Promote self care and wellbeing activities within your team. Access mindfulness training for everyone, have a weekly/monthly team meeting focusing on wellbeing; breathing, stretching, relaxation. Actively promote a ‘proper’ lunch break. Encourage and promote leaving work related thoughts and feelings at the ‘office’ door before going home.
NHS Education for Scotland, in partnership with West Dunbartonshire Health and Social Care Partnership, have produced a helpful animation to remind us all of the importance of frontline workers selfcare.
Where is your Mental Health Today?
Above image based on the Delphis.com Mental Health Continuum Model.
We find this model a really helpful tool in checking in how we are feeling. RASAC P&K Staff regularly ask themselves, "How am I doing today". This might help you to then reflect on: What should I be aware of right now, what support might I need today, What level of self care do I need to introduce into my day, what should I be doing to maintain a good level of mental well being.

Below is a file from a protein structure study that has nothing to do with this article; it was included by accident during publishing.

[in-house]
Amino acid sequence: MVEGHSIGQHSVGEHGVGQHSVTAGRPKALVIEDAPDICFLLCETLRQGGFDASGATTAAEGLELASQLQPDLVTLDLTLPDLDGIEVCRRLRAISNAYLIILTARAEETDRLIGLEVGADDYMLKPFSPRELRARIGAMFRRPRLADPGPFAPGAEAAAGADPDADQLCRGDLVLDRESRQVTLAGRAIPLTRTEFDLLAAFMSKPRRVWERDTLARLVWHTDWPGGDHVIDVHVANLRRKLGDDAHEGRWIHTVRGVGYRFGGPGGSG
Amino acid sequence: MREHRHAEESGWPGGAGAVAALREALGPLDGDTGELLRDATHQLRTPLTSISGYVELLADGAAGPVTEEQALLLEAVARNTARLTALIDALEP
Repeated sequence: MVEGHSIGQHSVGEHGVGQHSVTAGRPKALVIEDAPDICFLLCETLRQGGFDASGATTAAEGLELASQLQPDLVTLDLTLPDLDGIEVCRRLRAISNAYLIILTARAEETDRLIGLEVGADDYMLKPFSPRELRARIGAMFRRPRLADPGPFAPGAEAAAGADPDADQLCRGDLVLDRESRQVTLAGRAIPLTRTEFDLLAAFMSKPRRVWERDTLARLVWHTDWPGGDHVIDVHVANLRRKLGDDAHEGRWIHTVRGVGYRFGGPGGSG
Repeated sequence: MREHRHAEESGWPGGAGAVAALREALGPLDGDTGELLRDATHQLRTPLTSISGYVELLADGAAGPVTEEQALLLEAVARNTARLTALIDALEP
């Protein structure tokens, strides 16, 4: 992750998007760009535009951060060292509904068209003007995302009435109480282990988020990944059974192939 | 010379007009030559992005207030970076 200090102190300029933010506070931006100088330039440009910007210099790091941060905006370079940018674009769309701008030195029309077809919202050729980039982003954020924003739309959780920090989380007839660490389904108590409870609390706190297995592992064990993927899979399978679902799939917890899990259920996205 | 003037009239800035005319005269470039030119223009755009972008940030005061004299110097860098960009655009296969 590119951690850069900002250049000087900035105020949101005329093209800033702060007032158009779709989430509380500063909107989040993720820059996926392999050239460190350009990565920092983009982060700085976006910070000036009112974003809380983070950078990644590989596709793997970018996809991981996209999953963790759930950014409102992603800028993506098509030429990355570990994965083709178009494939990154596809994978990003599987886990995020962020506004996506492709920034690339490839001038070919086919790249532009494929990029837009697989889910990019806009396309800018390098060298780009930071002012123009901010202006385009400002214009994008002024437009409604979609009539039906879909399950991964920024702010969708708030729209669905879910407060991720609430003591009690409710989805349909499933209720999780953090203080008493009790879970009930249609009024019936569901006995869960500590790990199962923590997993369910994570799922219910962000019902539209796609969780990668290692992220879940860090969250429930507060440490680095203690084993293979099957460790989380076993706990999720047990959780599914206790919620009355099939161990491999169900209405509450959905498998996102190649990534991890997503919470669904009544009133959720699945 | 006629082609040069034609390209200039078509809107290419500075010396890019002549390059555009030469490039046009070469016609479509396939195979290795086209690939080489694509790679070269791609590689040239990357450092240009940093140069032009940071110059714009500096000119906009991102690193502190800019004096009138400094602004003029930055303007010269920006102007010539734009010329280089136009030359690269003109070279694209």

Remember, kindness goes a long way, be kind to yourself and others
Resource you may find helpful:
- What is Sexual Violence and Consent
- What are the effects of sexual violence and trauma
- Support for Professionals
- RASAC P&K Trauma Informed Training
- Short video on Empathy
- Mental Health Trauma Companion Pack
- National Trauma Training Online Resources
- Opening Doors: Trauma Informed Practice for the Workforce
- Sowing Seeds: Trauma Informed Practice for Anyone Working with Children and Young People
- NES Wellbeing Planner
Should you want to speak to a support worker in confidence please contact us.
- Helpline: 01738 626290
- Business Line: 01738 630965; Mondays-Friday, 9pm – 4pm
- Alternatively you can access: National Rape Crisis Helpline; 08088 01 03 02; every evening 5pm – midnight